"Remember the sabbath day"

The First Commandment is said to include the other nine commandments in its eight short, teeming words. The writer experienced no difficulty in placing all except the fourth commandment at unity with the first; but whenever the fourth commandment came up for study and unfoldment, especially in Sunday school work, its highest significance seemed veiled from vision, and an almost discouraged sense of limitation fettered a clearer perception of its teachings. Never for an instant did it appear that this commandment held less significance or spiritual value than the rest, but only that limited vision seemed to fall short of penetrating its treasure.

One of these days when the fourth commandment came up in the Sunday school to be discussed the following Sabbath, an aggravated sense of dissatisfaction in its limited interpretation to the teacher appeared, simultaneously to be overthrown. This sense doubtless sprang from the fact that the class in which the commandment was to be unfolded was exceedingly alert and receptive to clear, demonstrable statements of truth. A great longing for light to make more vital the unfoldment of the commandment, brought the realization that "the preparations of the heart in man ... is from the Lord;" that no strained human effort or anxious desire could dispel the darkness; that only the light of Truth could dispel it, and that without strain or anxiety. A realization of ever present light followed, of that light in which "is no darkness at all." Ah, how many times the willingness to cry, "Let there be light," has burst resisting bands of material limitation and found itself at-one with the response, "And there was light"! The greater light which dawned upon her consciousness at that time has made the fourth commandment vital in the writer's experience ever since.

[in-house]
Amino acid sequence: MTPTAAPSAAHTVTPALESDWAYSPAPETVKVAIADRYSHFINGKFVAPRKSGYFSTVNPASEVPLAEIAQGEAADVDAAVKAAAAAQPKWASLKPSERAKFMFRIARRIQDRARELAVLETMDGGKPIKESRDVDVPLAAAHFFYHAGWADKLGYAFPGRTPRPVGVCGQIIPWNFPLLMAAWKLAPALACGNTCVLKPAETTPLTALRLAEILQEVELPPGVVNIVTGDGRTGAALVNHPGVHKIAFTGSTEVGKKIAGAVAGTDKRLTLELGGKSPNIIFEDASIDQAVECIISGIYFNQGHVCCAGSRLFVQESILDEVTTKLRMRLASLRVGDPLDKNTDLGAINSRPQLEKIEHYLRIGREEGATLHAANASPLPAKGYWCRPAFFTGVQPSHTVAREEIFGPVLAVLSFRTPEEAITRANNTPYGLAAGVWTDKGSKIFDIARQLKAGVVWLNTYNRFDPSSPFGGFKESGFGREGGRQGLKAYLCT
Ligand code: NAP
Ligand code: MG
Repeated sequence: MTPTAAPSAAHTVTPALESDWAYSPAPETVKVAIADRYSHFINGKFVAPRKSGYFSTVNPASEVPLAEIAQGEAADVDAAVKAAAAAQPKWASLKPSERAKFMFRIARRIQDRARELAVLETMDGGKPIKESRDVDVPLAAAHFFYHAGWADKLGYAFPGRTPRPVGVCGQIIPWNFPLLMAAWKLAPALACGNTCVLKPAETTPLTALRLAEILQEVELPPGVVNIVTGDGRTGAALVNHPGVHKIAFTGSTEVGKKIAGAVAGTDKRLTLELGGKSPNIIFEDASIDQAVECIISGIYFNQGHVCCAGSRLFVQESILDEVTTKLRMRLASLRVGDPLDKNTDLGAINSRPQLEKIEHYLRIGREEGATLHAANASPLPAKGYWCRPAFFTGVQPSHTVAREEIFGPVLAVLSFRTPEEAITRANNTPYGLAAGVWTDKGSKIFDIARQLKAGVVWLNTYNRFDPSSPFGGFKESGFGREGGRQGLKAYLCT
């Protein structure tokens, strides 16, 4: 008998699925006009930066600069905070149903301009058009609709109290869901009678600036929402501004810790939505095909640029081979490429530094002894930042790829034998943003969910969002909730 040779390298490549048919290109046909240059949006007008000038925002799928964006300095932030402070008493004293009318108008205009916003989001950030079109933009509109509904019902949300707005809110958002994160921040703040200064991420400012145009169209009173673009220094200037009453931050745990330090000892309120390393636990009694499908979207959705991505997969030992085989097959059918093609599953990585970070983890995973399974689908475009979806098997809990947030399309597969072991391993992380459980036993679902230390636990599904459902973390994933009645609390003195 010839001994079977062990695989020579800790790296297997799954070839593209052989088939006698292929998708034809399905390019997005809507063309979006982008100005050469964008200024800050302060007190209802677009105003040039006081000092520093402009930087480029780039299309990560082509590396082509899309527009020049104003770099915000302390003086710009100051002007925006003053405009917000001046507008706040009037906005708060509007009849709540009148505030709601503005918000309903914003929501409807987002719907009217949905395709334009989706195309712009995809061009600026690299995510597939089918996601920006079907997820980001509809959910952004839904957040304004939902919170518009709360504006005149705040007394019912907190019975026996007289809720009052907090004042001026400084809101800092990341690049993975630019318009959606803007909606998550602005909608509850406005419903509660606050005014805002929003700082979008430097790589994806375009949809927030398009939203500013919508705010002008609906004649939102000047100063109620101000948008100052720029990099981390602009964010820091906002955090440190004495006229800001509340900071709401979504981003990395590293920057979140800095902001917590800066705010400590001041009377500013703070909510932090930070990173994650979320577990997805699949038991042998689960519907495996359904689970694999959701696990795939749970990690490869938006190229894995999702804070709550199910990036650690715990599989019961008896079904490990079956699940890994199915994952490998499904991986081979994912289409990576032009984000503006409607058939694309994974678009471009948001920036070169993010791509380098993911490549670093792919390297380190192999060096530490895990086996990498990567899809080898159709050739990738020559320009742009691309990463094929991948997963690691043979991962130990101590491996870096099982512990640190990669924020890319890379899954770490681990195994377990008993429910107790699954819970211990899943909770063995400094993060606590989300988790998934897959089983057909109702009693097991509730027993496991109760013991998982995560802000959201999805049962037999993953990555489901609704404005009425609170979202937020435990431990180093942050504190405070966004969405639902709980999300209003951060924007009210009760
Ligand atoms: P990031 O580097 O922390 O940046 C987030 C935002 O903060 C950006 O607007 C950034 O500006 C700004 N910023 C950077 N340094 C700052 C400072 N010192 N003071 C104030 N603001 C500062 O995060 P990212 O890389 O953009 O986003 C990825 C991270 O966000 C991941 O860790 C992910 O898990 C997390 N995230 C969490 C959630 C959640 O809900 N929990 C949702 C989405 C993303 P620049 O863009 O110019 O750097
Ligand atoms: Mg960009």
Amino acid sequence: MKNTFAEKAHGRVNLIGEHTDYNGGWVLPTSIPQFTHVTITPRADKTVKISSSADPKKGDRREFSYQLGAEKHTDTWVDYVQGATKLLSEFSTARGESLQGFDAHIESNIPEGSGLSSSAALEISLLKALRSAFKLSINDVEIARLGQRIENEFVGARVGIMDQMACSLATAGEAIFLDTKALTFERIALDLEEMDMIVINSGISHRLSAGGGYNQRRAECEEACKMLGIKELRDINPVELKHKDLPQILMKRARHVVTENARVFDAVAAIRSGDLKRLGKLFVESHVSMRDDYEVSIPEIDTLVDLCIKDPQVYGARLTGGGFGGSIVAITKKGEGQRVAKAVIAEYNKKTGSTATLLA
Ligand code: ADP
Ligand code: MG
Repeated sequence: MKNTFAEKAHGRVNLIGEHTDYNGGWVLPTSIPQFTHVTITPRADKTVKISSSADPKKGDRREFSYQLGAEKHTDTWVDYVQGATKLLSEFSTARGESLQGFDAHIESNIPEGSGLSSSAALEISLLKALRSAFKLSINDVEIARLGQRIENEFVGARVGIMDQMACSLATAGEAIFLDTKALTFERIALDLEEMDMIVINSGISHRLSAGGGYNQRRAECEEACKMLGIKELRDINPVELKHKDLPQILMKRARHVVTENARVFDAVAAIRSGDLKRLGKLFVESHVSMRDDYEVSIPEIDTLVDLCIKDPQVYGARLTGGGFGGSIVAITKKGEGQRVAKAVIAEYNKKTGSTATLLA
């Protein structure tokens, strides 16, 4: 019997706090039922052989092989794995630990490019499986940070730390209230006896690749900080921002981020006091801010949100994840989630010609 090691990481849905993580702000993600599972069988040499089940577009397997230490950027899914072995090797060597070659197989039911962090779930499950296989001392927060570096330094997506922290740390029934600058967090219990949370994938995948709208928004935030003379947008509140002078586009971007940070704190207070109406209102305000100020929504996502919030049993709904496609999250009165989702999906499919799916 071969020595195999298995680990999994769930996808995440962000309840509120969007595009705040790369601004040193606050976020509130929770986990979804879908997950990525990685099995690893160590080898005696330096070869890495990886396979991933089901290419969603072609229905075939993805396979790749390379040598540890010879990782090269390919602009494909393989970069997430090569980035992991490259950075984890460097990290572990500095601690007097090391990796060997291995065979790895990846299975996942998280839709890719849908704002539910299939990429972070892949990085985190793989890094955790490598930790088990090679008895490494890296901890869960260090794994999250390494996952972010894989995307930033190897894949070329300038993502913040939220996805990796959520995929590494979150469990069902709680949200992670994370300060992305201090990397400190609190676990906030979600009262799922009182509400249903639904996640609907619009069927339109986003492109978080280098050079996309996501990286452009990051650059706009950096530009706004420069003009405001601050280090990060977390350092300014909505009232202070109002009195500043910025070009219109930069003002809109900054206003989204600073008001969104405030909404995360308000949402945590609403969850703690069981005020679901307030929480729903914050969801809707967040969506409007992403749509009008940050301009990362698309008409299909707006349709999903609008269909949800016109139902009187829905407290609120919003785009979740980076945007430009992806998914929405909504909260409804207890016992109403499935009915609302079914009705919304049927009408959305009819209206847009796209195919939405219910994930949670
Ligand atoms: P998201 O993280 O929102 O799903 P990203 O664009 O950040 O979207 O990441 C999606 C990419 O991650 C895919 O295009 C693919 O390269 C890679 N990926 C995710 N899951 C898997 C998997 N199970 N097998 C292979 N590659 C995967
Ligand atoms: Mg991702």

Truth in Advertising
August 25, 1917

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